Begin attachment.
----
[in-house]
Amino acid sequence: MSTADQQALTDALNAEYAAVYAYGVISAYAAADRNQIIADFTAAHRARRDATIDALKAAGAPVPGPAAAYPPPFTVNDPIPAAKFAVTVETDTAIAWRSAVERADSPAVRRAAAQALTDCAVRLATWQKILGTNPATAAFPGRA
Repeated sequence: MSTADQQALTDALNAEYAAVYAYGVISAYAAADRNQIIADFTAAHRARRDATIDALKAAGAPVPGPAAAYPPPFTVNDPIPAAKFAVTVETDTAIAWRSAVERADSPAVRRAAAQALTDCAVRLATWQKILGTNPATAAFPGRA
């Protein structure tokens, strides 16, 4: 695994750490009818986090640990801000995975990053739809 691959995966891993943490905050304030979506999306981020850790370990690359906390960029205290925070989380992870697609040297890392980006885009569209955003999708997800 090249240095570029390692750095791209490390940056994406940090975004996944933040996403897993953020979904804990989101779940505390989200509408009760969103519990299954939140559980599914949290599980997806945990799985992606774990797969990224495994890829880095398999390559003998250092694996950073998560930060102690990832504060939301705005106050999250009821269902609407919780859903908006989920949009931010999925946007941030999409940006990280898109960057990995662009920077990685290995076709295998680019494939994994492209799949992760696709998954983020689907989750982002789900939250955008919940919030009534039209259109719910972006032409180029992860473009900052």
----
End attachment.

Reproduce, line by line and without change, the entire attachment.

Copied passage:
[in-house]
Amino acid sequence: MSTADQQALTDALNAEYAAVYAYGVISAYAAADRNQIIADFTAAHRARRDATIDALKAAGAPVPGPAAAYPPPFTVNDPIPAAKFAVTVETDTAIAWRSAVERADSPAVRRAAAQALTDCAVRLATWQKILGTNPATAAFPGRA
Repeated sequence: MSTADQQALTDALNAEYAAVYAYGVISAYAAADRNQIIADFTAAHRARRDATIDALKAAGAPVPGPAAAYPPPFTVNDPIPAAKFAVTVETDTAIAWRSAVERADSPAVRRAAAQALTDCAVRLATWQKILGTNPATAAFPGRA
């Protein structure tokens, strides 16, 4: 695994750490009818986090640990801000995975990053739809 691959995966891993943490905050304030979506999306981020850790370990690359906390960029205290925070989380992870697609040297890392980006885009569209955003999708997800 090249240095570029390692750095791209490390940056994406940090975004996944933040996403897993953020979904804990989101779940505390989200509408009760969103519990299954939140559980599914949290599980997806945990799985992606774990797969990224495994890829880095398999390559003998250092694996950073998560930060102690990832504060939301705005106050999250009821269902609407919780859903908006989920949009931010999925946007941030999409940006990280898109960057990995662009920077990685290995076709295998680019494939994994492209799949992760696709998954983020689907989750982002789900939250955008919940919030009534039209259109719910972006032409180029992860473009900052």